ROGERS: -- free election, some would call it something different than a coup, he began to re-establish security in the Sinai. So, it has been a tumultuous area. There is lots of connections between the Muslim brotherhoods, between ISIS, between other terrorist factions operating in the Sinai. It is an arms bazaar that they're trying to get a handle on. And they have lots of relationships back into Sharm el Sheikh that could have come from different desperate groups.

But ISIS could have encouraged it. They could have again combined logistics to pull this off. And it is likely given what we have seen, and the British have great intelligence there, so do the Russians, that it was probably an inside job in the sense that the device was in the right place at the right setting at the right altitude to bring it down. That says a lot about what they believe happened in an operation. Again, it could not -- it might not be something other than terrorism, but all the indicators are something different.

TAPPER: Congresswoman Harman, explain why you think it is in all likelihood that Russian authorities and Egyptian authorities seem to be at least publicly more cautious, more circumspect in what they're saying about this other than beyond where America and the British are?

HARMAN: Well, this is a huge embarrassment both to Egypt and Russia if in fact it was a bomb. I agree with everything that my former colleague and buddy Mike just said about the opportunistic nature of these different terror groups. They come together when it's convenient.

And so, let's understand that al Qaeda especially in Yemen has the most sophisticated bomb making capability, a guy named al Asiri whom we've been trying to get for years. And so, he may have played a role in this. Obviously, if it happened on Egyptian soil, has lax security.

And Russia went into Syria, so Vladimir Putin said to prevent ISIS or any of these groups from attacking Russia. Of course, what they're doing in Syria is helping Bashar Assad rather than attacking ISIS. But nonetheless they could have been blamed, as I said earlier, for siding with the Sunnis against the Shia.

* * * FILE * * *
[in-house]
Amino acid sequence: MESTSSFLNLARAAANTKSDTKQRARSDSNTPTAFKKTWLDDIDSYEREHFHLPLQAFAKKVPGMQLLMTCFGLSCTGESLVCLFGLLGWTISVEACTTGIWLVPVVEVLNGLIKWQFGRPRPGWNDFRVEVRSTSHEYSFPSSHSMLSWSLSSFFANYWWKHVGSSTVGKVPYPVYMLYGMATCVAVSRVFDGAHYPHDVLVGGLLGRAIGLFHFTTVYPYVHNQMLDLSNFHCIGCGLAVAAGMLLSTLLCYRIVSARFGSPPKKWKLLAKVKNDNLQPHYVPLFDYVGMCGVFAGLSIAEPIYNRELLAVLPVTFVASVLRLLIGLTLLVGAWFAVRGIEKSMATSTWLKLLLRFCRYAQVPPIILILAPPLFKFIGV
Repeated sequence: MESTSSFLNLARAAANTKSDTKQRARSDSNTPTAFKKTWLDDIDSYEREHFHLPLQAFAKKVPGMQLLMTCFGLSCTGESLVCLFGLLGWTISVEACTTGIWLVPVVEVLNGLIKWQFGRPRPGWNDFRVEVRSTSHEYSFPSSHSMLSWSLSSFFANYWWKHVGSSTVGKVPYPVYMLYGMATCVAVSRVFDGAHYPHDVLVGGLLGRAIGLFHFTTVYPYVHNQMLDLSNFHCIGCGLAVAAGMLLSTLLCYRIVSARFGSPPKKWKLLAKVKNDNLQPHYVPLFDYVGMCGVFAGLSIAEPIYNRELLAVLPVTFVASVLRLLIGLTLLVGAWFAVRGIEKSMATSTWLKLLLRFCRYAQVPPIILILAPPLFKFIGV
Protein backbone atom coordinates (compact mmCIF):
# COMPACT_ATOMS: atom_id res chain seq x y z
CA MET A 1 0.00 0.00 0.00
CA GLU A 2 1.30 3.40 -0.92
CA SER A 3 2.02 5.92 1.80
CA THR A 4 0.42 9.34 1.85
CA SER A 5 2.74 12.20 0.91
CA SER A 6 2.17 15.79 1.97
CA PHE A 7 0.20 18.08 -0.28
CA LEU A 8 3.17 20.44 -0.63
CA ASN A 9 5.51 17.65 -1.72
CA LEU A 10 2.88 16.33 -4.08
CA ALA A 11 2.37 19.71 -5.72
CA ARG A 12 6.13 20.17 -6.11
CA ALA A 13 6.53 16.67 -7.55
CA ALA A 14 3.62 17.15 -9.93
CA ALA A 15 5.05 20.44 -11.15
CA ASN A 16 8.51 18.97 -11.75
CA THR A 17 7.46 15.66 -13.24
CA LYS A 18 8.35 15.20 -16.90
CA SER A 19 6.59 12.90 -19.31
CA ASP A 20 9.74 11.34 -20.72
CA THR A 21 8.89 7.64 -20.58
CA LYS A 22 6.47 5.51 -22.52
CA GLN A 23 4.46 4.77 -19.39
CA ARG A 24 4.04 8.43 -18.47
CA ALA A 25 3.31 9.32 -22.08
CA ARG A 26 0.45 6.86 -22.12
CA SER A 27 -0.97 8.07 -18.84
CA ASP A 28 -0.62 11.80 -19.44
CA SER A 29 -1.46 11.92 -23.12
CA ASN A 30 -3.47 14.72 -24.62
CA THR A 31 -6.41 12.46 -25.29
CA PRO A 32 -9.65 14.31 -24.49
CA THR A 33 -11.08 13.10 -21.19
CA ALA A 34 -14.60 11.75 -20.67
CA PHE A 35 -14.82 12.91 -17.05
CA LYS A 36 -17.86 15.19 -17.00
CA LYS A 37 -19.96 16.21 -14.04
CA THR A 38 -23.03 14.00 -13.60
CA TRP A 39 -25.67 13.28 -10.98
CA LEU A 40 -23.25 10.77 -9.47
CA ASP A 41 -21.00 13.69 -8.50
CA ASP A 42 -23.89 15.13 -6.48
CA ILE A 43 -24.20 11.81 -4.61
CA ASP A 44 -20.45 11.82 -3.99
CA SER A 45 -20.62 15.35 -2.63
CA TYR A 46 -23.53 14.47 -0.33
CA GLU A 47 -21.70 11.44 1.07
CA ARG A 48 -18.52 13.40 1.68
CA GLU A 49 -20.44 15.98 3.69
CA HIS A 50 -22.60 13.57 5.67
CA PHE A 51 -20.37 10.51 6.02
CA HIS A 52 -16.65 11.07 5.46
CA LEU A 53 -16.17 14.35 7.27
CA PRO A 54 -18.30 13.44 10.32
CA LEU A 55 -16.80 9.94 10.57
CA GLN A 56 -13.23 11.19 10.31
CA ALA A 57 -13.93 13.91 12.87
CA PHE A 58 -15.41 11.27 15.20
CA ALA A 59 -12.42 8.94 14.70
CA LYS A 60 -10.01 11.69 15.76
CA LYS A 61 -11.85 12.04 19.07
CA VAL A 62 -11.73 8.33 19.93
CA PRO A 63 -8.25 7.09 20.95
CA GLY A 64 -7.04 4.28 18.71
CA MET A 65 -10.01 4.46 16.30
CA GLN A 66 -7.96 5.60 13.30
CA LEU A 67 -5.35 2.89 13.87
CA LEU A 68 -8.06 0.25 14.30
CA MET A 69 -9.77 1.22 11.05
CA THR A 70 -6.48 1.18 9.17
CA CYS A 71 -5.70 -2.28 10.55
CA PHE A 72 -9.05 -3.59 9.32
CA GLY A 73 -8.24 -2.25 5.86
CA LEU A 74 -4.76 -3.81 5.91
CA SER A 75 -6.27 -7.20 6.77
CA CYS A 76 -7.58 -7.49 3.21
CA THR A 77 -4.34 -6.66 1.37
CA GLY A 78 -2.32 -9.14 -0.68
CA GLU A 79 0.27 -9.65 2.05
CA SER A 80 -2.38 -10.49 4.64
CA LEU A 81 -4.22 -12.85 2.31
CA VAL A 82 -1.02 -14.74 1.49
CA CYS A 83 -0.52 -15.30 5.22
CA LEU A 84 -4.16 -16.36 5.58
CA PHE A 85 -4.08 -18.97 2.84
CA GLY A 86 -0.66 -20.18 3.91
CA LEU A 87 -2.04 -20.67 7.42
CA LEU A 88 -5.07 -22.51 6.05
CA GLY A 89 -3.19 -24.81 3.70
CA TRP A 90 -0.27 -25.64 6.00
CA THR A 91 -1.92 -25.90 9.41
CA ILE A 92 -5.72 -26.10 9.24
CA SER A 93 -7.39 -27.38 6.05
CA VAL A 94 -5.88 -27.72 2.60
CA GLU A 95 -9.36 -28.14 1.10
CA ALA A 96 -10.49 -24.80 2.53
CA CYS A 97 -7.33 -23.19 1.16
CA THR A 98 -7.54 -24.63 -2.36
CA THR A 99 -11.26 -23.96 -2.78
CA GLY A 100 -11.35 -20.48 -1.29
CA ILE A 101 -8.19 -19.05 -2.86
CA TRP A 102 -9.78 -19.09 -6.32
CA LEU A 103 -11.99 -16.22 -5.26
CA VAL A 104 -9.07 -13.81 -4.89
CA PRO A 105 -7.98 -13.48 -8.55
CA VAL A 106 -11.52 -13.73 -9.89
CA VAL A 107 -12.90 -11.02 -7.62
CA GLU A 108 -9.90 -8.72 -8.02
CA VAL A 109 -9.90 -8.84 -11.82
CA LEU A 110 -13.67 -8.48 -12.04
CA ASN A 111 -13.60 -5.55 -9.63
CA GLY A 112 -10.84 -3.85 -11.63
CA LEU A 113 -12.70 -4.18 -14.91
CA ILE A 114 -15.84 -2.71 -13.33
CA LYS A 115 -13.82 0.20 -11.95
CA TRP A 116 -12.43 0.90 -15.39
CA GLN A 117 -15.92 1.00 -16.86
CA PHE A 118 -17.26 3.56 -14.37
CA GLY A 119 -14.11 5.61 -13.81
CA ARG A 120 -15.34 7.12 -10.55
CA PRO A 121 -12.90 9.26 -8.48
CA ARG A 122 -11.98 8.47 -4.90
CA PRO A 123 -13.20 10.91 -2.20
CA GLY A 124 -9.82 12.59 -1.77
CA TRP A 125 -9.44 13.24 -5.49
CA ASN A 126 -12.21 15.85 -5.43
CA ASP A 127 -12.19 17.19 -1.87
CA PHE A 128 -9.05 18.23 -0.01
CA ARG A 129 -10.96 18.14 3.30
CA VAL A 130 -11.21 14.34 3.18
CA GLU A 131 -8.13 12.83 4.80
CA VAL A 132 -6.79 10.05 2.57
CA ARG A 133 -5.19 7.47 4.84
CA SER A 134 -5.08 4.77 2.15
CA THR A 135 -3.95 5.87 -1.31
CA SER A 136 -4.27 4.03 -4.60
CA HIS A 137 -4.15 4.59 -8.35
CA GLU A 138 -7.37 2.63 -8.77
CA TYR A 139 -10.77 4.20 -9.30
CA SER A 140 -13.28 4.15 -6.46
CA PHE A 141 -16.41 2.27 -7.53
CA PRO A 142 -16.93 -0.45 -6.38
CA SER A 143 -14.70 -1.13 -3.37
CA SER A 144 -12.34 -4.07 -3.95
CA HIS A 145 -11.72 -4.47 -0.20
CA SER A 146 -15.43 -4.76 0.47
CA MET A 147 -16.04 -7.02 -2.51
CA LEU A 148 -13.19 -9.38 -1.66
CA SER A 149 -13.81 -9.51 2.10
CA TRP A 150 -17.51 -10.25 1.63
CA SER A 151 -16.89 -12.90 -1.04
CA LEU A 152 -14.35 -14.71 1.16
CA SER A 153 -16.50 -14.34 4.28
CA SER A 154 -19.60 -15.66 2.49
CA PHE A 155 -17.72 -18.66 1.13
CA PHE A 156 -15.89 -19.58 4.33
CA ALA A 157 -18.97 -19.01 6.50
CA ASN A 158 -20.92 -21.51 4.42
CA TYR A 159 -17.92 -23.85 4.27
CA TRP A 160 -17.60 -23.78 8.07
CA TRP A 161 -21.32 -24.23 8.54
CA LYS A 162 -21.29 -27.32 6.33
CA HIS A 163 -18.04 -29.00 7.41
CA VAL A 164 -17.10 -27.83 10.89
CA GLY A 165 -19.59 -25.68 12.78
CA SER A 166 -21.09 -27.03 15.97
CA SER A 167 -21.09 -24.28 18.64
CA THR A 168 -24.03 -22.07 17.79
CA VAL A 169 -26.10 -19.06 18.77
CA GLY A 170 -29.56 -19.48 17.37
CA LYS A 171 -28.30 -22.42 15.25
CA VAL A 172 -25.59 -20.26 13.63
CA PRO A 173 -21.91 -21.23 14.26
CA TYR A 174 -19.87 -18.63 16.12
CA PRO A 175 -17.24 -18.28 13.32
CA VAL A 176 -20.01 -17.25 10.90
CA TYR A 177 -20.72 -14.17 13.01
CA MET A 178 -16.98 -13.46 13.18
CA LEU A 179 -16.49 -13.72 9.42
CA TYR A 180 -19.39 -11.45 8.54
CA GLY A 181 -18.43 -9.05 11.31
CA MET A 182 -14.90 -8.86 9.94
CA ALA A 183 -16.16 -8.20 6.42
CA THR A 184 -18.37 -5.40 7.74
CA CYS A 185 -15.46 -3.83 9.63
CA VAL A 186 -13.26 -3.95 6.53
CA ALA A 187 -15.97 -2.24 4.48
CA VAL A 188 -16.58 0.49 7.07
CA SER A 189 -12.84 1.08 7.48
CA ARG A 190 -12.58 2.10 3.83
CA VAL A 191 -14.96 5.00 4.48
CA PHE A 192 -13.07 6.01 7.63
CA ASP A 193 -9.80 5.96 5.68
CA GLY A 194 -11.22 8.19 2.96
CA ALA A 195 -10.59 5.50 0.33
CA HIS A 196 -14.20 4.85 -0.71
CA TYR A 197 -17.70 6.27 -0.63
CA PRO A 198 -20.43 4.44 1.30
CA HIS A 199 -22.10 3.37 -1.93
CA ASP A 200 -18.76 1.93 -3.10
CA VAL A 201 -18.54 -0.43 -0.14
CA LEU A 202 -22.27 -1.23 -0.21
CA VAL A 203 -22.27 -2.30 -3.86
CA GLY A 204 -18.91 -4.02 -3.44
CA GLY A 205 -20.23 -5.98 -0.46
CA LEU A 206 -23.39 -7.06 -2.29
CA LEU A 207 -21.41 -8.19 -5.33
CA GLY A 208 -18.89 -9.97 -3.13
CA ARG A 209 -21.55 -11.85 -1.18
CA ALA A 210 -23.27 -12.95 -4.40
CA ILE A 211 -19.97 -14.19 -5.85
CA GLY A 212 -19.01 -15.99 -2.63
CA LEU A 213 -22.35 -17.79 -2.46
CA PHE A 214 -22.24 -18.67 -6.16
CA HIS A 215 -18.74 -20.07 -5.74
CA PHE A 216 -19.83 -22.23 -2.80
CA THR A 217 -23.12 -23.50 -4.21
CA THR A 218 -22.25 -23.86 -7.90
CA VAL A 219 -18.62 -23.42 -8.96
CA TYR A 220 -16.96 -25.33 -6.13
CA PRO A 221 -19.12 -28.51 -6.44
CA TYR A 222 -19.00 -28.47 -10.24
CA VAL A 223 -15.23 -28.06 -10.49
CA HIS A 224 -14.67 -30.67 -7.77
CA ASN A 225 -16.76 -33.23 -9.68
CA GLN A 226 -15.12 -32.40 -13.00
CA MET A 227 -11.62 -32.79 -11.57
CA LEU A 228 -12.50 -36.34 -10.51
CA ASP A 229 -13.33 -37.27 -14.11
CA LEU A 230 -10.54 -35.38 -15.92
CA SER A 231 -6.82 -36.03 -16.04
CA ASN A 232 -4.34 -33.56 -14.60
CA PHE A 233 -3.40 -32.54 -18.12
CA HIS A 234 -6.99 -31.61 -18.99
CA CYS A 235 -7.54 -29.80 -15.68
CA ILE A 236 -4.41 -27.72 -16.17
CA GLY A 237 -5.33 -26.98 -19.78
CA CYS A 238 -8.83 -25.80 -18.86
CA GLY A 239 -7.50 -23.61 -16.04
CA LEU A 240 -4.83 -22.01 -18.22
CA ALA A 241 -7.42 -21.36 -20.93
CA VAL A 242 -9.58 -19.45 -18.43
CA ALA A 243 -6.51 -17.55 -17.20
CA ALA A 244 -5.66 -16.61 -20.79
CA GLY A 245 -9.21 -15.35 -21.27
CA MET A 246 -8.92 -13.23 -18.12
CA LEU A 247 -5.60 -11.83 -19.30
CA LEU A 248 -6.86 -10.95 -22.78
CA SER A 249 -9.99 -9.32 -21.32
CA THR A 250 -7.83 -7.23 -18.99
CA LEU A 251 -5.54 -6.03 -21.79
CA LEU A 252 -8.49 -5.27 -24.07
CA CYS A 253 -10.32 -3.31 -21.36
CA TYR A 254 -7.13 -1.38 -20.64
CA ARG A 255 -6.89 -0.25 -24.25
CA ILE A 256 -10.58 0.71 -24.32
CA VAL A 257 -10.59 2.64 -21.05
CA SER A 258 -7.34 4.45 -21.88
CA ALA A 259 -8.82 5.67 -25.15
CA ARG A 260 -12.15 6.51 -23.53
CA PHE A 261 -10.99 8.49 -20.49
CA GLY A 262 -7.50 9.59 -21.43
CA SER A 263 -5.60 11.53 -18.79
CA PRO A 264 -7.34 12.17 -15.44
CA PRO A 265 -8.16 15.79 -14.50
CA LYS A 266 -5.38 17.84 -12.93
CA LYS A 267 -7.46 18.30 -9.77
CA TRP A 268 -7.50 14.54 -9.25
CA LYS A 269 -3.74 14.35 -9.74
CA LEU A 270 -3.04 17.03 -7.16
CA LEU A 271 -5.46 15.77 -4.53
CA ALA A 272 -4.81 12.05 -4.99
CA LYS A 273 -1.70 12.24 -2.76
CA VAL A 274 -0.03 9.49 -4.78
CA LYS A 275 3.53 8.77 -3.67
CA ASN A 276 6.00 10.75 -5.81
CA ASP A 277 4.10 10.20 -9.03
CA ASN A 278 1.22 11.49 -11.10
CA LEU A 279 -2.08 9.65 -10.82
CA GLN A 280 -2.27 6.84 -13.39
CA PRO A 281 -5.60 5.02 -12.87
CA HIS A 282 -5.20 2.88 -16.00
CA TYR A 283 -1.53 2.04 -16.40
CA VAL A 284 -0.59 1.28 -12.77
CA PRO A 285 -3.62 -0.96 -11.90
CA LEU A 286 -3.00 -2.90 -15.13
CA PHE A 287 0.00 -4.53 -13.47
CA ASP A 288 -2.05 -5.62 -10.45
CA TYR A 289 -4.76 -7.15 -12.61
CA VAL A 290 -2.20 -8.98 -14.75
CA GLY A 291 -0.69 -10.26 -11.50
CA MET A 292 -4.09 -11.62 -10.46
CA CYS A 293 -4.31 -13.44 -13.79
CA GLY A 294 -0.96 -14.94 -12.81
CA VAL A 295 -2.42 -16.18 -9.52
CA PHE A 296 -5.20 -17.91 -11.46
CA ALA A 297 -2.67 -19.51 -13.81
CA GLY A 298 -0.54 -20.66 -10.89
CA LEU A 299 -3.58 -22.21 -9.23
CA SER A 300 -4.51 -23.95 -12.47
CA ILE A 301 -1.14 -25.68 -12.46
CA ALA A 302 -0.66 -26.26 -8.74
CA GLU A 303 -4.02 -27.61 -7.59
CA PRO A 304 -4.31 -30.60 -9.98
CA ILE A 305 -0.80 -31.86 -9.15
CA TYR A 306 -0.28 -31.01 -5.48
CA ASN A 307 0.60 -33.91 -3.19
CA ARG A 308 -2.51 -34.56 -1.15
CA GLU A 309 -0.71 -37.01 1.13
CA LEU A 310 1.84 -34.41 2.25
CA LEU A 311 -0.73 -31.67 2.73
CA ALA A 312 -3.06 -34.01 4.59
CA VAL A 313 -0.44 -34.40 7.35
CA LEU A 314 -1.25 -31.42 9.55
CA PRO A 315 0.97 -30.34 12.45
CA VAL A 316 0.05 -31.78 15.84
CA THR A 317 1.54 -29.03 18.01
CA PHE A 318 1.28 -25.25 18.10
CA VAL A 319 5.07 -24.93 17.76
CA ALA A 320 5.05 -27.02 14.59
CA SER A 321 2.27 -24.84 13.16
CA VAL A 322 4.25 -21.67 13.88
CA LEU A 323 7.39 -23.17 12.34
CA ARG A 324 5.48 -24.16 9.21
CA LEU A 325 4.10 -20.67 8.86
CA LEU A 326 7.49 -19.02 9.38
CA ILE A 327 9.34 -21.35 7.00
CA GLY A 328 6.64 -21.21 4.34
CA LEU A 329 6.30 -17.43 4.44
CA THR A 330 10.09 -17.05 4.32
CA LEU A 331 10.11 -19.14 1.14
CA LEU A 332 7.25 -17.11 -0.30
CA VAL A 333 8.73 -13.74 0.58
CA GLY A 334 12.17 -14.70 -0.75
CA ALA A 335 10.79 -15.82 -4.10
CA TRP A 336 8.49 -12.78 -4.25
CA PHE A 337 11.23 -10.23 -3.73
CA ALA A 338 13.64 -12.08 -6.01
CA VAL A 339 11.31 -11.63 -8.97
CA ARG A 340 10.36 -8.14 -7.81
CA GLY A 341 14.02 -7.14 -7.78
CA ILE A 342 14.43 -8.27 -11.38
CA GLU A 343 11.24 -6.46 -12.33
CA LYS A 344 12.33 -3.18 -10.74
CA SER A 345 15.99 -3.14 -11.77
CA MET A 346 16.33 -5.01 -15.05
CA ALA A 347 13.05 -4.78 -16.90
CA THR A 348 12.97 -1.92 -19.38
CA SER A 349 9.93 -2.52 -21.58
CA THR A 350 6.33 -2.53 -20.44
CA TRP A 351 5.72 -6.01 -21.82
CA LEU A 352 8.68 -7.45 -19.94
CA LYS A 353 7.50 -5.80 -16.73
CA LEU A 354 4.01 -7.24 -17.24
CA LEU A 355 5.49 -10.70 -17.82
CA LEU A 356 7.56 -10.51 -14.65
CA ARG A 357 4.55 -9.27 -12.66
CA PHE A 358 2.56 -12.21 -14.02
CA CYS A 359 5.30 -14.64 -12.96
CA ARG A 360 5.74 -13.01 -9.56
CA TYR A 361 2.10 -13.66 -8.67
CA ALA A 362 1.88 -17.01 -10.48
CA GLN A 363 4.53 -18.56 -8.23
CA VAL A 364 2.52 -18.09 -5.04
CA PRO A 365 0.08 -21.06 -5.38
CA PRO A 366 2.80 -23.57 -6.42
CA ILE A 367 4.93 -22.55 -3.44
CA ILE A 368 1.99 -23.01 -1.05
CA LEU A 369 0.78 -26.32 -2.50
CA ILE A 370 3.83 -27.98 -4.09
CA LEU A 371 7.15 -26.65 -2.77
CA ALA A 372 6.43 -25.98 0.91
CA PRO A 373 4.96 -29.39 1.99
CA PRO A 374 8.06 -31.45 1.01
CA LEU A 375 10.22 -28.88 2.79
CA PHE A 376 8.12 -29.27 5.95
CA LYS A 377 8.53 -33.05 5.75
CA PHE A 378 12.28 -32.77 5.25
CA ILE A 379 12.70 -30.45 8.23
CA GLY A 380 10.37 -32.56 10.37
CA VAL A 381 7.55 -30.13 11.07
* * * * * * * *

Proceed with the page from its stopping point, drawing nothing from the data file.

So, both of them will have black eyes if this turns out to be a bomb. And I think we're being very careful not to say more until we're absolutely sure.

[16:20:05] And the Brits as you know have very good intelligence, Mike just said that too. And so, they're more out there than we are. And I still think the likelihood is that we will be able to prove a bomb was involved.

TAPPER: Congressman, a lot of people are watching this unfold and hearing about an insider job, somebody at the airport putting this device on the plane. They're wondering well how safe are American airports, how safe are they?

ROGERS: Speculation at this point. I think the information coming in might lead that way, but still speculation. They've got pieces of a puzzle. They're drawing a conclusion. So we need to be I think very careful to say that.


ROGERS: But on an inside job here, you always worry that somebody breaks bad on the inside. They may have passed the background, they may have done everything right, somebody touches their heart to do something as dangerous as this you can't quite catch that.

They have a pretty good system. They have a reinvestigation system. They're going to keep their eye on it. It's always something you worry about, but it is something they have taken into consideration here in our U.S. airports as well.